Personal Liability of Officers and Directors
by Eric C. Wood and Richard J. Wallace, III
Section 171.255 of the Texas Tax Code subjects officers and directors to personal liability for corporate debt when the corporation fails to timely pay its franchise taxes. Specifically, when the privileges of a corporation are forfeited for the failure to file a report or pay a tax or penalty, each director or officer is personally liable for debt of the corporation that is created or incurred in Texas after the date on which the report, tax, or penalty is due and before the corporate privileges are revived. If a corporation's charter or certificate of authority and its privileges are forfeited and later revived, the liability of a director or officer of the corporation is not affected by the revival of the charter or certificate and the corporate privileges. The liability is in the same manner and to the same extent as if the director or officer were a partner and the corporation were a partnership.
The statute applies similarly to virtually all types of entities in Texas, such as corporations, limited partnerships, limited liability companies, limited liability partnerships, professional associations, joint ventures, and holding companies. However, banking corporations and savings and loan associations are specifically excluded from the statute, provided they are organized under the laws of the State of Texas or under federal law and have their main office in Texas.
There is a safe harbor in the statute. A director or officer is not liable for a debt of the corporation if the director or officer shows: (1) that the corporation created or incurred the debt over the director's or officer’s objection or without the knowledge of the director or officer; and (2) that the exercise of reasonable diligence to become acquainted with the affairs of the corporation would not have revealed the intention to create the debt.
Since Section 171.255 of the Tax Code is penal in nature, courts strictly construe it and do not extend it beyond the clear meaning of its language. However, officers and directors are not required to have personally participated in the transactions resulting in the corporate debt. Rather, it is the director’s or officer’s consent to and approval of the corporate debts that leads to personal liability. As a result, actual knowledge of a corporate debt is not required. However, the statute does not apply to involuntary debts such as tort judgments.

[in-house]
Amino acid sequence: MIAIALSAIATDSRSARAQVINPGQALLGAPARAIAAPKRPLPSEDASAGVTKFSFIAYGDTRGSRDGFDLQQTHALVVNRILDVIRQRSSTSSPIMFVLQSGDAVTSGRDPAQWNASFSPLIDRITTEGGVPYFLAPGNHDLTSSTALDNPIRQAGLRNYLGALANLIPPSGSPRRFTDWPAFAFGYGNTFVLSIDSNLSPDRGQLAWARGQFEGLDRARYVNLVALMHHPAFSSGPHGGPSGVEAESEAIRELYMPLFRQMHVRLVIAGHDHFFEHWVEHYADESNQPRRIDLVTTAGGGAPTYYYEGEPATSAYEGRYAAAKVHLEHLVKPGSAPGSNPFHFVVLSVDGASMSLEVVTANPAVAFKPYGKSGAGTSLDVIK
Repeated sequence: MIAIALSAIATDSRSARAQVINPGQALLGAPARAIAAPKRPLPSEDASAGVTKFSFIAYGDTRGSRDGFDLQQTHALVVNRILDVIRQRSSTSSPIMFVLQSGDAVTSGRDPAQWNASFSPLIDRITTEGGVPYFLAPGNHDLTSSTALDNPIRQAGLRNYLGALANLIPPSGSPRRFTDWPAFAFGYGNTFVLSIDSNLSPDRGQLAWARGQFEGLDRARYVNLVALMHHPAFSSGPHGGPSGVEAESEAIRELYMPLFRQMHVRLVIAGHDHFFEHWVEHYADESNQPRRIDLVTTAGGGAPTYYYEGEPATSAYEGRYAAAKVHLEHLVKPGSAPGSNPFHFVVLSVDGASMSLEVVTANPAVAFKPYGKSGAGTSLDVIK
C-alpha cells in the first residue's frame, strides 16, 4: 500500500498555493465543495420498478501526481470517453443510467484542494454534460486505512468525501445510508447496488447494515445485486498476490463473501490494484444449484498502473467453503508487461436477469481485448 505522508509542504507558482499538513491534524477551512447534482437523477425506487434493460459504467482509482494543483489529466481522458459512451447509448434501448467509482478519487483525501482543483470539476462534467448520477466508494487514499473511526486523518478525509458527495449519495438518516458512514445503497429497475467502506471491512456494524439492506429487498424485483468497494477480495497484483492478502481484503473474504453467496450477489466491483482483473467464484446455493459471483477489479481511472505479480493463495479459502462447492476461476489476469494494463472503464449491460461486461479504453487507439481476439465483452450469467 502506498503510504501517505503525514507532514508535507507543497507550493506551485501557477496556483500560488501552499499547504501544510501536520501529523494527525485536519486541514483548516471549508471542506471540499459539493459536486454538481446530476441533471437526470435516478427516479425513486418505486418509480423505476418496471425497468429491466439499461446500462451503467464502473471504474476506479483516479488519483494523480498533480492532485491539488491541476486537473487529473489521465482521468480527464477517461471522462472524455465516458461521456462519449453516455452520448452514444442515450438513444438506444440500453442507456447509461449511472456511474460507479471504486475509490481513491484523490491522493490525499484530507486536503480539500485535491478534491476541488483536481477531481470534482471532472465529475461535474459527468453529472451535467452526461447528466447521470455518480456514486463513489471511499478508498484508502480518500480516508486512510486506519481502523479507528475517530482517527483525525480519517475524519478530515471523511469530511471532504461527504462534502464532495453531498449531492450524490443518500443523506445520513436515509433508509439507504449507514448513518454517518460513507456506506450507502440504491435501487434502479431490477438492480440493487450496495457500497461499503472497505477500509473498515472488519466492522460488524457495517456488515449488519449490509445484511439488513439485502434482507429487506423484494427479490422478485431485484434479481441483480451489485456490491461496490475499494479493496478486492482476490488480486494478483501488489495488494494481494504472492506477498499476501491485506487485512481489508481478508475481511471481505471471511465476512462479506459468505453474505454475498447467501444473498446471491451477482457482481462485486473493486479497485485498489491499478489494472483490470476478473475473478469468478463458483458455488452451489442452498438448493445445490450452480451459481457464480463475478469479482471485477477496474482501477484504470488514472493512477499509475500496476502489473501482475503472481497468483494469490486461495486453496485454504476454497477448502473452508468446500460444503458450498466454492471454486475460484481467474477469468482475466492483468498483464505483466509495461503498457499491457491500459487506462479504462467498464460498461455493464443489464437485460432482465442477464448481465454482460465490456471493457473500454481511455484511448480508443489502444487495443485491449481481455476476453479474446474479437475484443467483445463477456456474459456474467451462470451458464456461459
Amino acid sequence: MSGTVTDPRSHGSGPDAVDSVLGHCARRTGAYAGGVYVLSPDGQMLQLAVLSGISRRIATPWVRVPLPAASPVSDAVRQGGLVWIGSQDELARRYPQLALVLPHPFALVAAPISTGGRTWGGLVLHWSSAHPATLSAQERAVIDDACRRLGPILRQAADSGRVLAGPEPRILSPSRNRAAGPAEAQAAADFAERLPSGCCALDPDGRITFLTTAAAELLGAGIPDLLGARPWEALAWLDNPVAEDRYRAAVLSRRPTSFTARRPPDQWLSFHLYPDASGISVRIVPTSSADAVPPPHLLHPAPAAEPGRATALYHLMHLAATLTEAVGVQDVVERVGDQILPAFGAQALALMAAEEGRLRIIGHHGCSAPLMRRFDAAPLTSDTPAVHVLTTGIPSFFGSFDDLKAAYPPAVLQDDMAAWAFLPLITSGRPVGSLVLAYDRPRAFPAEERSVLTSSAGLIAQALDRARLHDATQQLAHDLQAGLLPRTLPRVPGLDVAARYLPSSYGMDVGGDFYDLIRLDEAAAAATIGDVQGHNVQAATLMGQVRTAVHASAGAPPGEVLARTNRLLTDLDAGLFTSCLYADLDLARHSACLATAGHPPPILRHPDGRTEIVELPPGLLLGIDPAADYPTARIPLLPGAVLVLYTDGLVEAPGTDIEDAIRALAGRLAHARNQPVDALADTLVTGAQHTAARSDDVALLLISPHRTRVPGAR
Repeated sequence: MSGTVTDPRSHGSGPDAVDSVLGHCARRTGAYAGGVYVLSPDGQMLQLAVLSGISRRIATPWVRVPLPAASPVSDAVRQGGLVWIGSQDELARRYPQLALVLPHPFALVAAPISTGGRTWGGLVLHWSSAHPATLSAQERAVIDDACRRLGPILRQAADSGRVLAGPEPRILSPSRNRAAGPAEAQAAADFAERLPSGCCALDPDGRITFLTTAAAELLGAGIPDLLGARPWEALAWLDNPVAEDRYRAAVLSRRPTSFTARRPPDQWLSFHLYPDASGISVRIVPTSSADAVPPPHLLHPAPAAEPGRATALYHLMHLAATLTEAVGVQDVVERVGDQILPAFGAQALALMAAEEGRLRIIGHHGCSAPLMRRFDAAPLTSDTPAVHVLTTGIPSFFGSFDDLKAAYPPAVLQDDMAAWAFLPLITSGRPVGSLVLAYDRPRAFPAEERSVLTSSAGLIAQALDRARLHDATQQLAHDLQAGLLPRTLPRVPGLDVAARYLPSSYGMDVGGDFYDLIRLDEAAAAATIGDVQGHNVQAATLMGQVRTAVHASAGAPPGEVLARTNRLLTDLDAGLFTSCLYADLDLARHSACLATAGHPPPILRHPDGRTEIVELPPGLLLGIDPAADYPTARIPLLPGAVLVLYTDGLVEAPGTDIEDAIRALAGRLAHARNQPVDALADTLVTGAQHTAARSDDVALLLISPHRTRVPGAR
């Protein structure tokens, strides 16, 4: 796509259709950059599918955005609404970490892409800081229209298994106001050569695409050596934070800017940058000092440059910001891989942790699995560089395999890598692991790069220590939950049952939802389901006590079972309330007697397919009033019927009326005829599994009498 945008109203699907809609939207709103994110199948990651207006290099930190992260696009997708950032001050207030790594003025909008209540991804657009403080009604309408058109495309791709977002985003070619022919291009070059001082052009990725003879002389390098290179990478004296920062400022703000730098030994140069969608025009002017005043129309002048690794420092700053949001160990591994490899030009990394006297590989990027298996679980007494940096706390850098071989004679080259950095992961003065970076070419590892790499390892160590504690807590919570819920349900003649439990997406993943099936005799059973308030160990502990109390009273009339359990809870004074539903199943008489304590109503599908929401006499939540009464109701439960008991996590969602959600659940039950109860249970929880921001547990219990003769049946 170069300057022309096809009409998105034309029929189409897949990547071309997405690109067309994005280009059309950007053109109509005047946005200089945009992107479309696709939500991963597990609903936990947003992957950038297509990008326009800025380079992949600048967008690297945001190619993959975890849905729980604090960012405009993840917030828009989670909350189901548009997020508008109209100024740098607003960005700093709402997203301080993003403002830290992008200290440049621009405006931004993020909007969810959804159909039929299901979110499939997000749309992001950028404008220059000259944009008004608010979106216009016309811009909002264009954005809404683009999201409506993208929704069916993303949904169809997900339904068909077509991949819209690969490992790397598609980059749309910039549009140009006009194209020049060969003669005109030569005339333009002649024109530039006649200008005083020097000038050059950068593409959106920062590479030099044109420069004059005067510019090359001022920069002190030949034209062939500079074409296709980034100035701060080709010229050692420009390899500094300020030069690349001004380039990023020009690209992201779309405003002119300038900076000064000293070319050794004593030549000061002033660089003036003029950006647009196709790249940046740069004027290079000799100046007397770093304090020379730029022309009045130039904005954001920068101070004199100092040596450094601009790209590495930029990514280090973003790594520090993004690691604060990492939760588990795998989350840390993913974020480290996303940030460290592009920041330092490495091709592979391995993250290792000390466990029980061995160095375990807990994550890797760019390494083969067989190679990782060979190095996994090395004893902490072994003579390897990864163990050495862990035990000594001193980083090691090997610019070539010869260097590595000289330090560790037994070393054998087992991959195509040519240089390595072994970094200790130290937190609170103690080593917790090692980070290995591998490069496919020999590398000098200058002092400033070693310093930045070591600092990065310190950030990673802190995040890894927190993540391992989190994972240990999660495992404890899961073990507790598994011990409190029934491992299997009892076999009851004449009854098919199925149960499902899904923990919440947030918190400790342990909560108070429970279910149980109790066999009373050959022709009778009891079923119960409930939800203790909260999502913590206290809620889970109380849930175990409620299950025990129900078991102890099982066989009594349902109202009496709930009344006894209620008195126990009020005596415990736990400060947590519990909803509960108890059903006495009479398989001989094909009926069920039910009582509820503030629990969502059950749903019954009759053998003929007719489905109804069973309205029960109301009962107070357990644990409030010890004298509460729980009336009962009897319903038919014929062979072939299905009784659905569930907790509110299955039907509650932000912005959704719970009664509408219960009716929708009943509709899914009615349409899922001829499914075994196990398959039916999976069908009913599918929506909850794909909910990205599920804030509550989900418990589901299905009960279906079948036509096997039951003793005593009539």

The date the corporate debt is created or incurred is crucial. Personal liability attaches only to those directors and officers of the entity at the time the debt is created or incurred. This is because these directors and officers have abused the corporate privilege by continuing to create and incur debts after the franchise tax is delinquent. . See PACCAR Fin. Corp. v. Potter, 239 S.W.3d 879 (Tex.App.—Dallas 2007, no writ).
Performance or implementation of the contractual provisions relate back to and are authorized at the time of execution of the contract. Thus, the words “created” and “incurred”, as used in Section 171.255, have a clear and well defined meaning. The word “create” means “to bring into existence something which did not exist.” The word “incur” is defined as “brought on,” “occasioned” or “caused.” Thus, courts have held that the liability imposed under the statute is only for debts contracted after the forfeiture of the right to do business, and has no application to the renewal of obligations arising prior thereto.
Because of Tax Code Section 171.255, a company should be careful to ensure that it remains in good standing with the Texas Secretary of State to prevent its officers or directors from becoming personally liable for debts of the company. If the entity was formed in Texas, a party can obtain a corporate standing history by making an open records request to the Texas Comptroller of Public Accounts at firstname.lastname@example.org. The responsive document can then be used in court as the basis for establishing or refuting officer or director liability.